This is a divide Loss and I have quite often, actually. Matches vs Wrestlers. Analyzing the knowable vs seeking the broader truth underneath it. Both approaches are valid but they have different aims.



#3 Loss

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Posted 14 October 2016 - 12:42 PM

Intent is owned by the creator. Interpretation is owned by the beholder. I suppose there's no good reason to ever full stop factor out information if we have it (yes, I realize that's different than what I've said on this topic before), but as a general principle, I just don't care. If I pick up on a piece of psychology that was just happenstance on the part of the performers, so be it. The end effect is the same either way. I admit that it may or may not say anything about the workers, but that's in a way the whole point.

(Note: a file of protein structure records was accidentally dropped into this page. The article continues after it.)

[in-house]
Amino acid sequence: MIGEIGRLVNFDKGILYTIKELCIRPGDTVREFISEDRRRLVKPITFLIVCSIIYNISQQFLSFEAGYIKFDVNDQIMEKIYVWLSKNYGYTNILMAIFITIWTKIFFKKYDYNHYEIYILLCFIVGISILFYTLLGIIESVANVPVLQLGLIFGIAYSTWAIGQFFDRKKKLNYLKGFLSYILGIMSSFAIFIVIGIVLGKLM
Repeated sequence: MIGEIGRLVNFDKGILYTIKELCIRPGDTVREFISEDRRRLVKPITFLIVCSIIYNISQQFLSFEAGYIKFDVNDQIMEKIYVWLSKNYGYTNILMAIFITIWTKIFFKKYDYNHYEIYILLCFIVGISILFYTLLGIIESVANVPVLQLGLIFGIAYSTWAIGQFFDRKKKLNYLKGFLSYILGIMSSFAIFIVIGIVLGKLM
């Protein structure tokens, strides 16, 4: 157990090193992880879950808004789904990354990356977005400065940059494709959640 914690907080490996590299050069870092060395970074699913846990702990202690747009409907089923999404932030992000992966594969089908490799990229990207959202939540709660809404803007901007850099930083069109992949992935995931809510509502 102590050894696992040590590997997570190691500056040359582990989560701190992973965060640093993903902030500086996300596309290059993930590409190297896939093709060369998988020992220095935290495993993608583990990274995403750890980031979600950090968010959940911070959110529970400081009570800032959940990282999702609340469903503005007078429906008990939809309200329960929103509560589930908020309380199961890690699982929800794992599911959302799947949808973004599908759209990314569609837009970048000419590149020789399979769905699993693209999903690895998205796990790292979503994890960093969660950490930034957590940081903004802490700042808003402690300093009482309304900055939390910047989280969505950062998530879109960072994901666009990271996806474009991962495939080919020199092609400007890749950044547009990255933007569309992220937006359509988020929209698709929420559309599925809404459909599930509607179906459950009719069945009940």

Where the water gets muddy is if you then use that heavily distilled, biased knowledge of intent in some cases to pivot to judging the talent involved based on these decisions that you assume they are making. Maybe they are, maybe they aren't, but I see that as irrelevant. If a viewer sees it, it's real. It's equally valid whether it was calculated or not. When I judge a match, I might sometimes comment on what I think they're going for, but what I'm ultimately interested in is the viewer impact -- not just on me, but on their intended audience.